On that particular morning of April 2011 while standing on edge of the Larap road, I was shocked to see for the first time in many, many years that the shoreline has become a virtual rubbish dumping ground.
Kids get their reward of sweet-tasting ice candy.
... and pose for a picture after doing their share in the cleanup.
Equally frustrating was the chocolatey color of the bay – a distressing result from indiscriminate gold panning in many places on the outskirts of the poblacion. Gold miners have been dumping their tailings and silt into water tributaries that ended up in the bay.
Overtime, the accumulation of mud-silt at the bottom of the bay became a coloring agent that muddled the bay water every time the action of the sea current stirred up the sea bottoms.
Returning home that day, I immediately opened a Facebook account called Taga-Jose Panganiban Ka Ba? (http://www.facebook.com/groups/214550788572931) and launched a crusade towards environmental awareness that was aimed at saving the beach and the bay and rehabilitating them to make them good looking again.
Sadly, my appeals were practically ignored. Meanwhile, both humans and the natural action of sea tide – ebbing and rising – conspired to continue dumping rubbish on the shore.
When I launched the online newsletter Mambulaoans Worldwide Buzz, or simply MWBuzz, last November, I suddenly realized I have a unique resource in my hand that could help me pursue my agenda of saving the beach of Parang – and with a potential audience of about 8,000 Mambulaoans worldwide.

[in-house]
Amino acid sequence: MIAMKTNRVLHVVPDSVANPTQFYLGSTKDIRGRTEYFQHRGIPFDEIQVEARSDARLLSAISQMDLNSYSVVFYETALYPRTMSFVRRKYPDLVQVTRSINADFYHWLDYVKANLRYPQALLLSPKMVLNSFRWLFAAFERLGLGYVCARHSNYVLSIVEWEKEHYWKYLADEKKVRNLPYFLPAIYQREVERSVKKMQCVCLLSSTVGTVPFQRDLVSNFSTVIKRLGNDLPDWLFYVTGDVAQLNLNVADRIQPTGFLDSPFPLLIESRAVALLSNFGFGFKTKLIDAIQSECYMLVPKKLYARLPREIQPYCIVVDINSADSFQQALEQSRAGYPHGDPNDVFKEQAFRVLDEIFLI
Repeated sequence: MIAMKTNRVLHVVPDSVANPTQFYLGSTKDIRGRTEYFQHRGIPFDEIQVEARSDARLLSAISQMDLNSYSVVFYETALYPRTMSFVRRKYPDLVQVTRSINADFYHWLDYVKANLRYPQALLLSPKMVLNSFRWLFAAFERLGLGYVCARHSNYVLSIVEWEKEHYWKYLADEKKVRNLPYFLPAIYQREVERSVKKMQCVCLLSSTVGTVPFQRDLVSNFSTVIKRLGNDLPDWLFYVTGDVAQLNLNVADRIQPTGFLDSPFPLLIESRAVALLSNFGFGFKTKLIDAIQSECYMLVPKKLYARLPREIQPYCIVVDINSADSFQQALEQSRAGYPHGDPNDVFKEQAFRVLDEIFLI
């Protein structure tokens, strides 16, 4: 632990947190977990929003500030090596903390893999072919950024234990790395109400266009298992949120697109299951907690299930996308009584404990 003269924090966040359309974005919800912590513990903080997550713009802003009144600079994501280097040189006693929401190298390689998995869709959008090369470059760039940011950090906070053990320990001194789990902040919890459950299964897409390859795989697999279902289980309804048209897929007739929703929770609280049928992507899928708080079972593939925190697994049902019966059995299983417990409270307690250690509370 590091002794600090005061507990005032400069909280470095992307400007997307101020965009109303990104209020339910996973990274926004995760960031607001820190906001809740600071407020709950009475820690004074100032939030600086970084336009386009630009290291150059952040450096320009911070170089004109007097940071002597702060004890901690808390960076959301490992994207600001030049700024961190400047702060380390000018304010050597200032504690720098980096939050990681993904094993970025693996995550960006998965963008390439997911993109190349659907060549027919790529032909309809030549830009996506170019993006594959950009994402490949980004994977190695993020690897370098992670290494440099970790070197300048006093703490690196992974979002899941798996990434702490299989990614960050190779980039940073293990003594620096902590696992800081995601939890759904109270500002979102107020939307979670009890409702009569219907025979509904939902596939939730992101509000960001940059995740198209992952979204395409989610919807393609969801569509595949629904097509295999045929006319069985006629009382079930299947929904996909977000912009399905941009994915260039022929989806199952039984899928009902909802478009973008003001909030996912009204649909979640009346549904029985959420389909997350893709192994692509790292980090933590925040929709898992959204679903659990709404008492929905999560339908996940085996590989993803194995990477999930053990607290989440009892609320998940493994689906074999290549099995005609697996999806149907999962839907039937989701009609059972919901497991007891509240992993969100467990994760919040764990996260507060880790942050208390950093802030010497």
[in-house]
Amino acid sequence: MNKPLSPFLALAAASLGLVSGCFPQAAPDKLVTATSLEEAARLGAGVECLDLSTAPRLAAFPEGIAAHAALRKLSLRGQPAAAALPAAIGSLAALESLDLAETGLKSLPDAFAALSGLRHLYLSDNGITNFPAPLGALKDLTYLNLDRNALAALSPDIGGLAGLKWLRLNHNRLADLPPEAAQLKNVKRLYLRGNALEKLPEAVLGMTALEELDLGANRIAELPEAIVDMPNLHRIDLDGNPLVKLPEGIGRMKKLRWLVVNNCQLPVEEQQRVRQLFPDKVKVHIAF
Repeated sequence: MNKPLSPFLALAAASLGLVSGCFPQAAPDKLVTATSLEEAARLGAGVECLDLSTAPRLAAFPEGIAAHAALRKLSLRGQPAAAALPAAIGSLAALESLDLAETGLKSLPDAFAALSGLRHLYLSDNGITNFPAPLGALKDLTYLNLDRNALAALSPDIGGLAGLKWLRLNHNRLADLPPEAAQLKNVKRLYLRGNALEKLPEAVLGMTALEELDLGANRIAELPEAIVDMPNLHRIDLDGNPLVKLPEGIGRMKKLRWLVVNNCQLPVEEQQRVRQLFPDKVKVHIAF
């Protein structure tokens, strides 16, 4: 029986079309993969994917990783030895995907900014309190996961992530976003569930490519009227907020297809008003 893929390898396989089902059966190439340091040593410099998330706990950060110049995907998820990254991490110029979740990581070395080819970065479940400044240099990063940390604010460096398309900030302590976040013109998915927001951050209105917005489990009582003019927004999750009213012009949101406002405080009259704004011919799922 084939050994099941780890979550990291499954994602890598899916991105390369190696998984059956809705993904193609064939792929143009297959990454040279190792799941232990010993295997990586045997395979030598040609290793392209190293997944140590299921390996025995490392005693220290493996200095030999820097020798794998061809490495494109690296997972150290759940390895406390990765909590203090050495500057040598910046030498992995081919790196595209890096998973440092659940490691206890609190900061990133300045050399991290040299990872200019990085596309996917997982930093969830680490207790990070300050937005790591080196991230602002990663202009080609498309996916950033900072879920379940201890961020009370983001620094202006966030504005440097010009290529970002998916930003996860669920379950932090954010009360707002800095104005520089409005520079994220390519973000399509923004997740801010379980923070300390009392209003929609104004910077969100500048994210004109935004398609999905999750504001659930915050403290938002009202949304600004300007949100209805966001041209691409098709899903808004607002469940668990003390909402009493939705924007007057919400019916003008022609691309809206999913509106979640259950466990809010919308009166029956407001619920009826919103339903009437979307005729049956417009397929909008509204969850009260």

The Parang beach “rubbish busters” ready to descend on the beach of Parang for a noble mission of rescuing the shore from environmental pollution.
Alumni association members enjoy an breakfast of native rice cakes before buckling down to a whole day of work at the beach.
For more than five months comprising 11 online editions, MWBuzz carried stories that hammered on the need to clean up the beach for the future generations of Mambulaoans.
I have no idea how many Mambulaoan had read MWBuzz’s 11 editions (the newsletter comes out twice a month), but assuming that there were some who did, they were surely in tune with the brainwaves of the newsletter about doing something to deal with the problem head- on.
Whoever orchestrated the whole affair of saving my beloved beach from worsening rubbish pollution -- he/she is a saint.
The next miracle he/she could do is to sustain the cleanup till every square inch of the beach sand is spotless.
The Black Saturday shoreline event was a success, if not a miracle.
Let’s hope that it is not just flash-in-the-pan enthusiasm – the ningas-cogon flavor -- designed to impress instead of giving a sick sbeach a tender loving caress.
Banner announces a beach cleanup to be carried out by the JPNHS Alumni Association on Saturday, April 7, 2012
A wide swatch of the shoreline has been rescued from tons of community rubbish, thanks to the joint efforts among various groups in Mambulao led by the JPNHS. - All above pictures courtesy of Cathy Book, JPNHS Alumni Association